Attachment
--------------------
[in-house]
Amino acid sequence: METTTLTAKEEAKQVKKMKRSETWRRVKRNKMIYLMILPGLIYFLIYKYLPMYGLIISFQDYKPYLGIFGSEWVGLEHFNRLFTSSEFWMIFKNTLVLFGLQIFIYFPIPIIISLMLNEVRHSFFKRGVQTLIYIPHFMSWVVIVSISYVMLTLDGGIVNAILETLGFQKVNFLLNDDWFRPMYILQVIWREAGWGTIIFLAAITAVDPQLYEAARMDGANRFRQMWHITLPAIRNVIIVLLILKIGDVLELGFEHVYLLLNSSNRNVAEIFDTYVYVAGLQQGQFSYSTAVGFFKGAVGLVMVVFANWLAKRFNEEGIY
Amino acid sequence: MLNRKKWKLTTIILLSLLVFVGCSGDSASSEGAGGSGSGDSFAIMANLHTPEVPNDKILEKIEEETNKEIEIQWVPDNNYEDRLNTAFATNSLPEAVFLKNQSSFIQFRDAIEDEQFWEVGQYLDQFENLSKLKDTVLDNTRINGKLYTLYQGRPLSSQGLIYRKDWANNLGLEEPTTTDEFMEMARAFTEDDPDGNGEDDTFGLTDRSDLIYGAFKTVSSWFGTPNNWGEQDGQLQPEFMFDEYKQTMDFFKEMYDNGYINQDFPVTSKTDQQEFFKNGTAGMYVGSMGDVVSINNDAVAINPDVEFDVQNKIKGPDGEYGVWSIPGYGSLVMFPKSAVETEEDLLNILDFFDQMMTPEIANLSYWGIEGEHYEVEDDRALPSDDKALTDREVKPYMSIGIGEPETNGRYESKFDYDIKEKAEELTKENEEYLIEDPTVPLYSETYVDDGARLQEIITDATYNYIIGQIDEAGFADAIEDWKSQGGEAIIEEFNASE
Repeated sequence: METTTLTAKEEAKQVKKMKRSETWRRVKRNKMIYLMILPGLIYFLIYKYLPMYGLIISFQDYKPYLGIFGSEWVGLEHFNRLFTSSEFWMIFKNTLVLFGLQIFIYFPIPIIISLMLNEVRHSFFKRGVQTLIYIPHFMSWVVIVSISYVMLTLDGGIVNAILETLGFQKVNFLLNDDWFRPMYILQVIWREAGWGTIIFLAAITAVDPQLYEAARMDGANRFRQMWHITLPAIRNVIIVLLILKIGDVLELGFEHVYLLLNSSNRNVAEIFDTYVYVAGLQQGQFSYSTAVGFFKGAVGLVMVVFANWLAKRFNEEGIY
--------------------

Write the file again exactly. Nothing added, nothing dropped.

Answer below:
[in-house]
Amino acid sequence: METTTLTAKEEAKQVKKMKRSETWRRVKRNKMIYLMILPGLIYFLIYKYLPMYGLIISFQDYKPYLGIFGSEWVGLEHFNRLFTSSEFWMIFKNTLVLFGLQIFIYFPIPIIISLMLNEVRHSFFKRGVQTLIYIPHFMSWVVIVSISYVMLTLDGGIVNAILETLGFQKVNFLLNDDWFRPMYILQVIWREAGWGTIIFLAAITAVDPQLYEAARMDGANRFRQMWHITLPAIRNVIIVLLILKIGDVLELGFEHVYLLLNSSNRNVAEIFDTYVYVAGLQQGQFSYSTAVGFFKGAVGLVMVVFANWLAKRFNEEGIY
Amino acid sequence: MLNRKKWKLTTIILLSLLVFVGCSGDSASSEGAGGSGSGDSFAIMANLHTPEVPNDKILEKIEEETNKEIEIQWVPDNNYEDRLNTAFATNSLPEAVFLKNQSSFIQFRDAIEDEQFWEVGQYLDQFENLSKLKDTVLDNTRINGKLYTLYQGRPLSSQGLIYRKDWANNLGLEEPTTTDEFMEMARAFTEDDPDGNGEDDTFGLTDRSDLIYGAFKTVSSWFGTPNNWGEQDGQLQPEFMFDEYKQTMDFFKEMYDNGYINQDFPVTSKTDQQEFFKNGTAGMYVGSMGDVVSINNDAVAINPDVEFDVQNKIKGPDGEYGVWSIPGYGSLVMFPKSAVETEEDLLNILDFFDQMMTPEIANLSYWGIEGEHYEVEDDRALPSDDKALTDREVKPYMSIGIGEPETNGRYESKFDYDIKEKAEELTKENEEYLIEDPTVPLYSETYVDDGARLQEIITDATYNYIIGQIDEAGFADAIEDWKSQGGEAIIEEFNASE
Repeated sequence: METTTLTAKEEAKQVKKMKRSETWRRVKRNKMIYLMILPGLIYFLIYKYLPMYGLIISFQDYKPYLGIFGSEWVGLEHFNRLFTSSEFWMIFKNTLVLFGLQIFIYFPIPIIISLMLNEVRHSFFKRGVQTLIYIPHFMSWVVIVSISYVMLTLDGGIVNAILETLGFQKVNFLLNDDWFRPMYILQVIWREAGWGTIIFLAAITAVDPQLYEAARMDGANRFRQMWHITLPAIRNVIIVLLILKIGDVLELGFEHVYLLLNSSNRNVAEIFDTYVYVAGLQQGQFSYSTAVGFFKGAVGLVMVVFANWLAKRFNEEGIY